Book Reviews

Review of Photography, Narrative & Time

photography narrative time





Review of Scenes From A Revolution
CLICK HERE TO DOWNLOAD REVIEW: scenes-from-a-revolution.pdf

Reviews of two books about Katharine Hepburn
CLICK HERE TO DOWNLOAD REVIEWS: katharine-hepburn-books.pdf

Review of Nicole Kidman


Nicole Kidman
By David Thomson

Reviewed by Simon Weaving

I should admit that I have always been a fan of David Thomson, although perhaps not in the same way that he is a fan of Nicole Kidman. I recently read The Whole Equation, his history of Hollywood, which is an eloquent, lucid and in many places thrilling examination of the space, the industry, the community and the idea that is Hollywood. I remembered, not being exactly shocked, but noting with some surprise his candour and hesitancy in the sixth chapter of that book when he declared a kind of love for Nicole Kidman. He apologises more than once in pursuing, through Kidman and her star status, the idea that we viewers, we voyeurs, sitting there in the dark looking up at the beautiful faces and bodies of actors or actresses presented before us in the light of the screen, feel something. He struggles to give this a name, tries ‘love’, ‘crush’, ‘fantasy’, and retreats, unable to name the phenomenon satisfactorily. In the end it doesn’t matter because his chapter is about the complex relationship that binds audience to screen and the primacy of character, of acting and of star in that bond. We get the point. The chapter stands out from all the others in the book for two reasons. Firstly it is full of perhapses and question marks, signifying Thomson’s hesitancy as he feels his way delicately around a topic that clearly risks making many a reader uncomfortable (because we do not like to speak of the intimate and lonely desire we experience in that dark). Secondly, and more importantly, it comes closest to explaining the secret core that lies at the heart of the movie business. Why do we pay to sit in the dark? Why do we gaze at these beautiful people? Thomson never quite answers his own deeply complex question. An itch is left to scratch, an ache to comfort, and I suspect that his latest book Nicole Kidman comes partly from this unease.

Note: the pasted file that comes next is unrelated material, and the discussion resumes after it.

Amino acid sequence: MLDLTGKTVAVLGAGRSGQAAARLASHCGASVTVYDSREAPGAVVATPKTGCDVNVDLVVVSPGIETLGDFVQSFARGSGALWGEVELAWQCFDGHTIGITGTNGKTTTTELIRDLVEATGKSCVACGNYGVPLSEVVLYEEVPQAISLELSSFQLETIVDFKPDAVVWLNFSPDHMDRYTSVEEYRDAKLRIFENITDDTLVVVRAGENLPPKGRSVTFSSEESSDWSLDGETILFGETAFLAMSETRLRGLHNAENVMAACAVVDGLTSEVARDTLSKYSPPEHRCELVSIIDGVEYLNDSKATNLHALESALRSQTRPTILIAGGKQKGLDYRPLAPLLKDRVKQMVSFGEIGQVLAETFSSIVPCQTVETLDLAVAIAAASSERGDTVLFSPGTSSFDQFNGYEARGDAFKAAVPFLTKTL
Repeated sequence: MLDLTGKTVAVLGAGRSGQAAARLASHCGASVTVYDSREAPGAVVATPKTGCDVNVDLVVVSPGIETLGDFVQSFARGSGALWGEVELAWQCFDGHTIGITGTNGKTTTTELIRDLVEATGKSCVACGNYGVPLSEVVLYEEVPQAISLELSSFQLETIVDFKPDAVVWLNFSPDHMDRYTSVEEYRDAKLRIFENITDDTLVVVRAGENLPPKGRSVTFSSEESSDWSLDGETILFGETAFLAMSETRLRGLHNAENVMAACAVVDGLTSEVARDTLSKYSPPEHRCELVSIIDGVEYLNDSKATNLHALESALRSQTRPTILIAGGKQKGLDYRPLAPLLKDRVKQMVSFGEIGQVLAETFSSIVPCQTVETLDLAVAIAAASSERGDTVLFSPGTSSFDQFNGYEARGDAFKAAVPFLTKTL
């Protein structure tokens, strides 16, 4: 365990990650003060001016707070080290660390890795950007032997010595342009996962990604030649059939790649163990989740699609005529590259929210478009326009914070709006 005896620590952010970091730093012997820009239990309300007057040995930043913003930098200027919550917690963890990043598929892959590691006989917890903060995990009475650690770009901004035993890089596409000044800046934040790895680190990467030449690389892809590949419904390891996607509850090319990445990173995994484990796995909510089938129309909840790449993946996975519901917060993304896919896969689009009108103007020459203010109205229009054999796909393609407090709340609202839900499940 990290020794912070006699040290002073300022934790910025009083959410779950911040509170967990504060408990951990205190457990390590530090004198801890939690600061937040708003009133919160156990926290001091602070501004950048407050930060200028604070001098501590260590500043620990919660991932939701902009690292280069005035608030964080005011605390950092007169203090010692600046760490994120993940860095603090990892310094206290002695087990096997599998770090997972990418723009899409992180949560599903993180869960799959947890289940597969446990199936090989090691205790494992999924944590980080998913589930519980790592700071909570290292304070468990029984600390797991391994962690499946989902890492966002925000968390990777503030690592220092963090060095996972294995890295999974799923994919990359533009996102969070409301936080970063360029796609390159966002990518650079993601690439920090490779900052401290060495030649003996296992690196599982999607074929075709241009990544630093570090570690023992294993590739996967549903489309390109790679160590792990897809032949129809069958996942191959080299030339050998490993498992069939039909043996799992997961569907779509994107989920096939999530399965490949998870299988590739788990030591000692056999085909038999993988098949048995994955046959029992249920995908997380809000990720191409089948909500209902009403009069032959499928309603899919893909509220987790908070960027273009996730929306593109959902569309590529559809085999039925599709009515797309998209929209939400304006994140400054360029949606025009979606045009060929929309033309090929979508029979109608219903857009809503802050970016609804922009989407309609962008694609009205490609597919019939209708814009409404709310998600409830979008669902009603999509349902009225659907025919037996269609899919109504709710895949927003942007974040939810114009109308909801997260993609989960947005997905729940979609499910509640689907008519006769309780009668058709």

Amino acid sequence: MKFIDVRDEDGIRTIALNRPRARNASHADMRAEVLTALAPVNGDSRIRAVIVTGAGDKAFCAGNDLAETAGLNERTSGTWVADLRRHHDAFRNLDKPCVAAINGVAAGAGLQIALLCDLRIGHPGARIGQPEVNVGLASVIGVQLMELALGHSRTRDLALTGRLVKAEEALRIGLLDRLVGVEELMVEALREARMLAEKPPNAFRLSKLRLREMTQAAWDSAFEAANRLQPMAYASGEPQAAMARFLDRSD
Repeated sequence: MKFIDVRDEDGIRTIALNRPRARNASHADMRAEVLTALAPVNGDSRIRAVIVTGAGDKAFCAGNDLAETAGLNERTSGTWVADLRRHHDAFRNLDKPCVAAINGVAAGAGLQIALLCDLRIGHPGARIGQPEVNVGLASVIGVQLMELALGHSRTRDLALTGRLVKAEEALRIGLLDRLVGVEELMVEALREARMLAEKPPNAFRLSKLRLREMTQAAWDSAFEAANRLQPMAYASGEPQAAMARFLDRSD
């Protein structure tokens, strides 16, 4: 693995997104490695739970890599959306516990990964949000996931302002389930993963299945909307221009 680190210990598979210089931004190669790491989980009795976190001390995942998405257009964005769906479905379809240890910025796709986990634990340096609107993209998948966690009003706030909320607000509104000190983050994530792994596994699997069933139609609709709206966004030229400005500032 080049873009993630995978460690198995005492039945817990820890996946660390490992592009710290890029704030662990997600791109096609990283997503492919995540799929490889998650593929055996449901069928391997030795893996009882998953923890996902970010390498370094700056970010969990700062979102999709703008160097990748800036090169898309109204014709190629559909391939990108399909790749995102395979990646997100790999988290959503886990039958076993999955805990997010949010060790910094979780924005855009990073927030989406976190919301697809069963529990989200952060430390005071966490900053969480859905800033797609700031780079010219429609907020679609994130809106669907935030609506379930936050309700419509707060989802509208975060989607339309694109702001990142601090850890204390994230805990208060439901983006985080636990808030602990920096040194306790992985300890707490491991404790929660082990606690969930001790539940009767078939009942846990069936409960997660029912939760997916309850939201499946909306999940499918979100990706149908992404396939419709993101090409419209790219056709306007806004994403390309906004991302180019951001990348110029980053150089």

Thomson makes it clear from the very beginning of his book Nicole Kidman that this “biography” is about more than Kidman. “It is about acting,” he writes in the first chapter, and about “what happens to anyone beholding an actress.” In the first chapter, entitled ‘Strangers’, he admits he has never met Kidman and only talked to her by phone after a draft of the book had already been completed. It is in this light that the book – not really a biography at all – must be understood. It may be about more than Kidman, but it is also about substantially less then her.

With only nine pages about her childhood and early film career in Australia (eight feature films including BMX Bandits and The Year My Voice Broke), Thomson focuses on Kidman’s Hollywood persona, and for the most part the book is a series of analyses of the films Kidman has starred in. Here Thomson is in his element and his rich insights into story, character, performance and effect show why he is regarded as a one of the best film commentators of our time. Yet these chapters often feel like set pieces, isolated from a broader more important narrative that is Nicole Kidman, and they will be frustrating for those who have not seen the films in question. Of course it is possible to divine something of an actor by examining her body of work, but we must admit in that endeavour the possibility that, if she is a truly great actor and able to leave herself behind in the dressing room when she inhabits a role, then we may never be able to say more than how well she has brought that part to life on the screen.

If Thomson has erred, and I think he has, it is believing that the considerable talents he uses creating meaning from the viewing of a film can be applied to understand a person. The gap of darkness between screen and critic is a mere fragment compared with the vast territory that lies between an actress’ persona on that screen and her real self. And whilst Thomson has not perhaps set out to explore the real Nicole Kidman as much as the idea of Nicole Kidman, he does name his book after the person. Worse, where he has tried to bridge the distance from star to human he fills the page with fantasies or generalised nonsense that could apply to any talented star – they are hardworking, driven, have problems with their relationships, wealthy, concerned with their reputation. Well yes we understand this, but this is not Nicole. This is the entire geography of the Hollywood star. And it has been driven over and flattened by a hundred years of writers before Thomson got there.

We live in a highly reflexive society (here you are reading one film critic’s view of a another film critic’s book of a person on a screen who he has never met!) and Thomson’s book Nicole Kidman is a product of that reflexivity. It contains many insightful views about the films Kidman has made, but it is not actually about Nicole Kidman, the person. It could never be given Thomson’s premise that the price of desire in the dark is separation from the real.